EU Integration Dead In The Water

BMI View : The collapse of historic Association Agreement talks between the EU and Ukraine points towards a path of long-term economic and political stagnation for Ukraine. While closer ties with Russia may be positive for near-term economic stability if a deal on cheaper gas can be struck, the odds of positive economic and political reform gaining momentum over the next few years will decline significantly.

Association Agreement talks between Ukraine and the EU collapsed abruptly on November 21, with Ukraine announcing it intends to pursue closer ties with Russia, despite its repeated insistence over the past few months that a deal with the EU was on the cards. In response to Ukraine's EU ambitions, Russia has repeatedly made threats of an all out trade war, which would likely have pushed Ukraine's already fragile economy into a full-blown economic crisis.

However, the EU has been relatively reluctant to put any money on the table - and we believe that this is the single most important factor underpinning the suspension of talks. It is increasingly apparent that despite recent diplomatic efforts, Ukraine is just not that valuable to the EU. While Ukraine's sharp diplomatic U-turn could be a final hard-ball tactic to push the EU into offering substantially more financing, momentum is fading rapidly, and EU diplomats appear to have given up hopes that the agreement will be signed at the Vilnius summit. If Ukraine does not sign the agreement in late November, the window of opportunity is unlikely to reappear for several years.

Short-Term Gain, Long-Term Pain
Ukraine - 5 Year Sovereign CDS, basis points

BMI View : The collapse of historic Association Agreement talks between the EU and Ukraine points towards a path of long-term economic and political stagnation for Ukraine. While closer ties with Russia may be positive for near-term economic stability if a deal on cheaper gas can be struck, the odds of positive economic and political reform gaining momentum over the next few years will decline significantly.

Association Agreement talks between Ukraine and the EU collapsed abruptly on November 21, with Ukraine announcing it intends to pursue closer ties with Russia, despite its repeated insistence over the past few months that a deal with the EU was on the cards. In response to Ukraine's EU ambitions, Russia has repeatedly made threats of an all out trade war, which would likely have pushed Ukraine's already fragile economy into a full-blown economic crisis.

Short-Term Gain, Long-Term Pain
Ukraine - 5 Year Sovereign CDS, basis points

However, the EU has been relatively reluctant to put any money on the table - and we believe that this is the single most important factor underpinning the suspension of talks. It is increasingly apparent that despite recent diplomatic efforts, Ukraine is just not that valuable to the EU. While Ukraine's sharp diplomatic U-turn could be a final hard-ball tactic to push the EU into offering substantially more financing, momentum is fading rapidly, and EU diplomats appear to have given up hopes that the agreement will be signed at the Vilnius summit. If Ukraine does not sign the agreement in late November, the window of opportunity is unlikely to reappear for several years.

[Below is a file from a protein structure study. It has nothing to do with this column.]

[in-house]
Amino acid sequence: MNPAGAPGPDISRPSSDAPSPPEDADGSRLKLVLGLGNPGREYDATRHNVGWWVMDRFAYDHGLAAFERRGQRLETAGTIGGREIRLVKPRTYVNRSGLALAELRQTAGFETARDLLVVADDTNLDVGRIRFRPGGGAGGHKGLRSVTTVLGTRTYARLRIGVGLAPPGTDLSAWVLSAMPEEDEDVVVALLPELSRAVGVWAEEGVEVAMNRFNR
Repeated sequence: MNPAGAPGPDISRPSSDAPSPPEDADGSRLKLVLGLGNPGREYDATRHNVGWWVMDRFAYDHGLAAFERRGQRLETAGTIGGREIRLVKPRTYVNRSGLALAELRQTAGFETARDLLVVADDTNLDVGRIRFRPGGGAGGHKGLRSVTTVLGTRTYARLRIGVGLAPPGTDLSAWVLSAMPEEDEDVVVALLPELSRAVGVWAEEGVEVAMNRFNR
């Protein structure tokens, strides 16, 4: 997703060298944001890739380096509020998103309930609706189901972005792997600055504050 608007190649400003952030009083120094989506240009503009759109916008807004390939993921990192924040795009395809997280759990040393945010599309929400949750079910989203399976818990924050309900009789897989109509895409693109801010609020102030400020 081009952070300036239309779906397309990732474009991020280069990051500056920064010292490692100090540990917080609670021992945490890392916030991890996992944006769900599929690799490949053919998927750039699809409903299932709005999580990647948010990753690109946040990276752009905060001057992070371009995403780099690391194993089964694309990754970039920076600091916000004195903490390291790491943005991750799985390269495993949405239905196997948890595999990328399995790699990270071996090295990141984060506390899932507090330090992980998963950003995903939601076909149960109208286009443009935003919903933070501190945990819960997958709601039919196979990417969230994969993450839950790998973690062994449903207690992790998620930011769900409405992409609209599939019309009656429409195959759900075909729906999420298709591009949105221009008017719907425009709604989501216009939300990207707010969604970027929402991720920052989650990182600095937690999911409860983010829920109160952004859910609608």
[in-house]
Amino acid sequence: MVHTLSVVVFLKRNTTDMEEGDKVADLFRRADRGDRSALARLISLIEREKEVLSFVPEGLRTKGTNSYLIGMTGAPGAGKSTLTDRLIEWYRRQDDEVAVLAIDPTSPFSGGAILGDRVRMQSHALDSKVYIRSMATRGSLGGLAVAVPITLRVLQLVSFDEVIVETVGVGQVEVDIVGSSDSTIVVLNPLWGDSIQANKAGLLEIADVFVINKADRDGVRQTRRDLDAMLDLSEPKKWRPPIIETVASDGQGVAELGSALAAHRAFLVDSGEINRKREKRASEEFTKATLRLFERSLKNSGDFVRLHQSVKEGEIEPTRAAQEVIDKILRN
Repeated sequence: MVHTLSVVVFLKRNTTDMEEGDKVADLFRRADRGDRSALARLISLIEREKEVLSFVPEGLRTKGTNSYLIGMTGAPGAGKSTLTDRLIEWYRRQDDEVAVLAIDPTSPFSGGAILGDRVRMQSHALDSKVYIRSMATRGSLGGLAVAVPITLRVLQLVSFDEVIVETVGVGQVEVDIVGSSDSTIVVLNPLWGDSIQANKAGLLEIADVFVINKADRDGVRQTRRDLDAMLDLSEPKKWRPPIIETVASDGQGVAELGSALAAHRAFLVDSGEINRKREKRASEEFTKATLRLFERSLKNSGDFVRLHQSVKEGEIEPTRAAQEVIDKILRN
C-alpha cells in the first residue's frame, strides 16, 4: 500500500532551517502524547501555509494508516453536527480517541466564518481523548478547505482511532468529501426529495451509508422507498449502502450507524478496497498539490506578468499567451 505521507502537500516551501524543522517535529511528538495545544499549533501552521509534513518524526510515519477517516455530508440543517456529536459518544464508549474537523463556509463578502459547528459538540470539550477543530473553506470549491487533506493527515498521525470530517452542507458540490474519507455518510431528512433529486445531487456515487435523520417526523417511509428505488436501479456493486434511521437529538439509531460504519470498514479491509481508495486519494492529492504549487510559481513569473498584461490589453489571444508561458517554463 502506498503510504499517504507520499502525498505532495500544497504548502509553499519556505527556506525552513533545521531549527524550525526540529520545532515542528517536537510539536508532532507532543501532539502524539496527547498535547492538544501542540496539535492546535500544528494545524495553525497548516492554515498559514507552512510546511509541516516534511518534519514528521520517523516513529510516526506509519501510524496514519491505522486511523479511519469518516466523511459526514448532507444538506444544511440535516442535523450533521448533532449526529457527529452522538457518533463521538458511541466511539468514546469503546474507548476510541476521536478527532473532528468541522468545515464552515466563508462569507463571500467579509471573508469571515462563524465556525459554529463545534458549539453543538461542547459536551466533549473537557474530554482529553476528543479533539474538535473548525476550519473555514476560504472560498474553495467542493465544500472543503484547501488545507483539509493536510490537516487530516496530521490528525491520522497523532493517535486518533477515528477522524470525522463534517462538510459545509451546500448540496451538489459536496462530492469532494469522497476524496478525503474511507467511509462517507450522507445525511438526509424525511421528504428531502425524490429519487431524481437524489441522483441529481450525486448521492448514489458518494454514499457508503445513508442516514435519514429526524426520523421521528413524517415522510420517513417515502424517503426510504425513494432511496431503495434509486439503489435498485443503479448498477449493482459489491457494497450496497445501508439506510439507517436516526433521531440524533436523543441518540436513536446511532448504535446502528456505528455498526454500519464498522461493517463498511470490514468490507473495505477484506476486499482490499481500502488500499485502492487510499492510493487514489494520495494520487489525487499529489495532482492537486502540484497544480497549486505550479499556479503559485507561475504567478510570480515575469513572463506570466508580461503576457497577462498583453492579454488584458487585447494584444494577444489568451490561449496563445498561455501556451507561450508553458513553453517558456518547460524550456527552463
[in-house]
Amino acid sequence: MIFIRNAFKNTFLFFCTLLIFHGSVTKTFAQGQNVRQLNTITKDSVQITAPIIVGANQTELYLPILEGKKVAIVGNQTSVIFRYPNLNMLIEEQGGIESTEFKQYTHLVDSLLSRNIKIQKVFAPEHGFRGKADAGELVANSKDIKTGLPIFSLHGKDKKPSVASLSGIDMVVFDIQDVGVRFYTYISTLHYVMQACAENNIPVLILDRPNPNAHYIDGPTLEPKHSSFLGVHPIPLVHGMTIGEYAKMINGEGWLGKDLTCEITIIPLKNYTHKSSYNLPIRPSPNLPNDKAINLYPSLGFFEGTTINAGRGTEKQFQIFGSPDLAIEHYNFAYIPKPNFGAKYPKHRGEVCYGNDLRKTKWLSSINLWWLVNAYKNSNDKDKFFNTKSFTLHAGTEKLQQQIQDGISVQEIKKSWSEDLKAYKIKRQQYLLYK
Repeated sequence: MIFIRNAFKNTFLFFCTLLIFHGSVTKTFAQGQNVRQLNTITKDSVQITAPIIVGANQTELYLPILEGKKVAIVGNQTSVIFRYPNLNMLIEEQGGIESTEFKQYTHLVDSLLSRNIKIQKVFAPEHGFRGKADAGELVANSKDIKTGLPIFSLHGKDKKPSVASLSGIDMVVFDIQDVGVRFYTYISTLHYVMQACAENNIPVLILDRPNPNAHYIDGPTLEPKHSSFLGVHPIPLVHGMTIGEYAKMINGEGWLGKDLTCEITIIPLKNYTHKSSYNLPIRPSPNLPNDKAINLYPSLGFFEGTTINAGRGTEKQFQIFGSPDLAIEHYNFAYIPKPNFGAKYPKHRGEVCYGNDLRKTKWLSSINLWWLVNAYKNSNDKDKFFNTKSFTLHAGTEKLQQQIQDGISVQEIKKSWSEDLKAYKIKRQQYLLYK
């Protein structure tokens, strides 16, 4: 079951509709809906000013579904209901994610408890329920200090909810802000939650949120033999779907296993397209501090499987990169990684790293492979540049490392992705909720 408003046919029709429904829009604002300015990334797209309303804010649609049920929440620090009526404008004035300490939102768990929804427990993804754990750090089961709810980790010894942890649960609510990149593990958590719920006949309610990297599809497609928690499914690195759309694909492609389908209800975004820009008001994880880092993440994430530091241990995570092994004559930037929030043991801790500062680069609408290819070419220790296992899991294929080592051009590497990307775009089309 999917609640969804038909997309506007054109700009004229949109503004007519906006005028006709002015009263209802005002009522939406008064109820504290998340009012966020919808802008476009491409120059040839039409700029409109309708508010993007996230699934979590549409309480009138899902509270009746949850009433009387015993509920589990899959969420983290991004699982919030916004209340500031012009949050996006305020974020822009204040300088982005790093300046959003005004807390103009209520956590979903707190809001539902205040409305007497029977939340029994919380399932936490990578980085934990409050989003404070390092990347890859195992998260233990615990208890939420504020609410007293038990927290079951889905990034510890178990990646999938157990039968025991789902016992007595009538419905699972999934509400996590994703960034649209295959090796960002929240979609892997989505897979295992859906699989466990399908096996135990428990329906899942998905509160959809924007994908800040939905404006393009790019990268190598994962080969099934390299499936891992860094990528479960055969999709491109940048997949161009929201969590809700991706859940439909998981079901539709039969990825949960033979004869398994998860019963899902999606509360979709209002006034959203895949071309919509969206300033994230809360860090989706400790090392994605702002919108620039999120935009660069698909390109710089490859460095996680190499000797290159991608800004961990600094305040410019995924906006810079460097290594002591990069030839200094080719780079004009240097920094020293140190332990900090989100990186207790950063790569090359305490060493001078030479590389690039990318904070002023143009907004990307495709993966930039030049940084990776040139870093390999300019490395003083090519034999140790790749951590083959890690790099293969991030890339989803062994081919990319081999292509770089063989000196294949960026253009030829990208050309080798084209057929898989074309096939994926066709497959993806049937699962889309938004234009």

Economic Implications: Eschewing the EU's offer of Association Agreement in favour of closer relations with Russia is likely to mean a cheaper deal on gas, which would substantially help to reduce Ukraine's external imbalances as well as reducing the budget deficit due to lower fiscal transfers to state-owned Naftogaz. This outcome would therefore be positive in the short term, reducing the risk of a credit event. If a deal for cheaper gas is struck, hryvnia devaluation risks will decline substantially due to lower external account pressures, and we would adjust our FX forecasts accordingly.

Over the long term, this outcome is extremely negative for economic growth prospects. Cheaper gas provides little incentive for Ukraine to adjust its outdated economic model, underpinned by an inefficient metallurgical sector, while absence of the EU as a policy anchor is likely to see Ukraine's business environment stagnate, restraining external investment.

Political Implications: The Association Agreement was the primary leverage the EU had over Ukraine. While the EU could theoretically apply economic and political sanctions on Ukraine (as it has done with Belarus), this is unlikely to happen at any point in the near future. Former Prime Minister Yulia Tymoshenko is therefore likely to remain imprisoned, leaving UDAR leader Vitali Klitschko as Yanukovych's main challenger in the 2015 Presidential elections. Over the short term, mass demonstrations led by opposition parties are likely. Political risk is likely to increase over the coming quarters as Yanukovych attempts to consolidate his power further.

Asset Class Implications: A deal for cheaper gas imports could help to ease pressures on fiscal and external accounts, which would be positive for bonds and hryvnia stability. However, no such deal has been announced yet, and Ukraine remains at high risk of default. Ukraine's PFTS stock exchange will probably continue its terminal decline, and Ukrainian exporters listed aboard may suffer. Companies such as poultry producer MHP, which recently begun to export to the EU may be negatively impacted.

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This article is tagged to:
Sector: Country Risk
Geography: Ukraine, Russia
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